But this is not just a story of Renton struggling to understand his captors but a wonderful account of his captors trying to understand him. In their words this is the story of a young ignorant man who struggled to understand their society and in the end became not only one of their own but one of their favourite 'sons'.
But the story is also an account of the Malaitan's struggle to understand Renton's world. Rendell also manages to fix the microcosm of Renton's adventures against the macrocosm of colonialisation. This is perhaps one of the most magic and terrifying parts of the book as Renton tries to prepare his 'adopted' friends, family and tribe for the coming horrors of white civilisation. The entire tragedy of first contact and colonial rule is told in the relationship between Renton and his people. Rendell style of writing makes these characters, their friendships and rivalries come perfectly alive on the page. It is impossible not to care deeply about these people.
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3 of 3 people found the following review helpful By Josh on January 4, 2004
Format: Hardcover
Only half the book is dedicated to Jack Renton's account. Understandably, there isn't much accurate history to glean from when you write on a little known castaway in late 1800s, and the author manages to fill the first 148 pages from Renton's own writing, the orations from natives, and the author's own observations from visiting the location. The rest of the book focuses on the ills and evils of the arrival of the white race - specifically economic exploitation, missionaries and their destruction of native tradition, and sicknesses that kill the majority of the islanders. All of this is fascinating stuff, but not expected by the title or description!
The order of the book is a little difficult also. The author lays out a preliminary timeline of Renton, then weaves through the timeline with different accounts and helpful anecdotes that occur elsewhere. A little challenging for me, who is used to reading history chronologically.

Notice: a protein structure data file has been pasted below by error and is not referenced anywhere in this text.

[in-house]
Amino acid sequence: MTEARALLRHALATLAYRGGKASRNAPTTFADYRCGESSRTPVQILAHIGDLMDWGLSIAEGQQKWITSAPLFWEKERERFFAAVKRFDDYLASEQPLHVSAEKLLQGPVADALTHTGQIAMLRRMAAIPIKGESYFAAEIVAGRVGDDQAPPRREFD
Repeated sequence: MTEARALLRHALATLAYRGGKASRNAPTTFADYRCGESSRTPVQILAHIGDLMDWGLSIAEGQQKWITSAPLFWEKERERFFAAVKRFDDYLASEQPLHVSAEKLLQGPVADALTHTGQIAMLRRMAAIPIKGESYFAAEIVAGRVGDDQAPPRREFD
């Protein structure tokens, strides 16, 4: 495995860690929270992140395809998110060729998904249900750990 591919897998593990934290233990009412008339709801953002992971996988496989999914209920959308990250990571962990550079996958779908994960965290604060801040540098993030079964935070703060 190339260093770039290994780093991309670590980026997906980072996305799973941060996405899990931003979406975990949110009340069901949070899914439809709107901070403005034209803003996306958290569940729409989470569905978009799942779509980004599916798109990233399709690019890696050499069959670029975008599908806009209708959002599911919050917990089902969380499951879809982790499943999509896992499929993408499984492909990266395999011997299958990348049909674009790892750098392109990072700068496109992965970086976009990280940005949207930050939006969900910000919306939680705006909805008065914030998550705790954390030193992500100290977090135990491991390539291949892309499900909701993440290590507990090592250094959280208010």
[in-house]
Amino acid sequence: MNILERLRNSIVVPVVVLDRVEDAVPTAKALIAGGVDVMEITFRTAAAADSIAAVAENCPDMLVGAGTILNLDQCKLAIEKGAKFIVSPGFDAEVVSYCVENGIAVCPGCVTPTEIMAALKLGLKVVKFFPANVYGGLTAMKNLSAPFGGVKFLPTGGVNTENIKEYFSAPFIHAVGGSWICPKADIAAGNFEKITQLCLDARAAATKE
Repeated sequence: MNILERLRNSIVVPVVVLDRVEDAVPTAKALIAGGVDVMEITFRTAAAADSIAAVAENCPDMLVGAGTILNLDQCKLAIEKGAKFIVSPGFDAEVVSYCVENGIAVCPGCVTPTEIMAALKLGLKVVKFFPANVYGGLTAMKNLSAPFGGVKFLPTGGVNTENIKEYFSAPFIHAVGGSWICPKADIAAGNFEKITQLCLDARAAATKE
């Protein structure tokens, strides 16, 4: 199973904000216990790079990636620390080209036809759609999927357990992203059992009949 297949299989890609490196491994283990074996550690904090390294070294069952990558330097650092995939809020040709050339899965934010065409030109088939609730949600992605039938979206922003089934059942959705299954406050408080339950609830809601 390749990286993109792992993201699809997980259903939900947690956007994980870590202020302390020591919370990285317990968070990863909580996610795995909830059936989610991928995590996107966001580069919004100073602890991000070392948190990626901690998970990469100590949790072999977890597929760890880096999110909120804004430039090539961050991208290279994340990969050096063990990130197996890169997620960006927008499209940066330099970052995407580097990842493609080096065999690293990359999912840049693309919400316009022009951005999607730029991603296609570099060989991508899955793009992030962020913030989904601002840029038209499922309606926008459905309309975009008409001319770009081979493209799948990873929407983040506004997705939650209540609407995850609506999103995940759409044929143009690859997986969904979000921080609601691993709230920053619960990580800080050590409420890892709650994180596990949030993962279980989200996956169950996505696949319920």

That said, I would buy and read this book again. There isn't another book on the market that is as complete a narrative on Jack Renton's extraordinary experience. But if there was, I would've rated this book 3 stars!
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2 of 2 people found the following review helpful By Amazon Customer on July 14, 2004
Format: Hardcover
Non-fiction can be so much stranger than the made-up stuff. Remember the cartoons 30 years ago-? Popeye in the gigantic
black pot..natives in full nosebone dancing around with forks and knives?
Mr. Randell's book about Jack Renton, the Scottish sailor rescued by headhunters in the Solomon Islands is a great
read and an interesting start point if you wish to understand the "settling" of the Pacific Islands.
The book reads like fiction and is full of interesting tid bits not the least of which is the fact that boiled or grilled human was known as "long pig" by the headhunters. Yeech.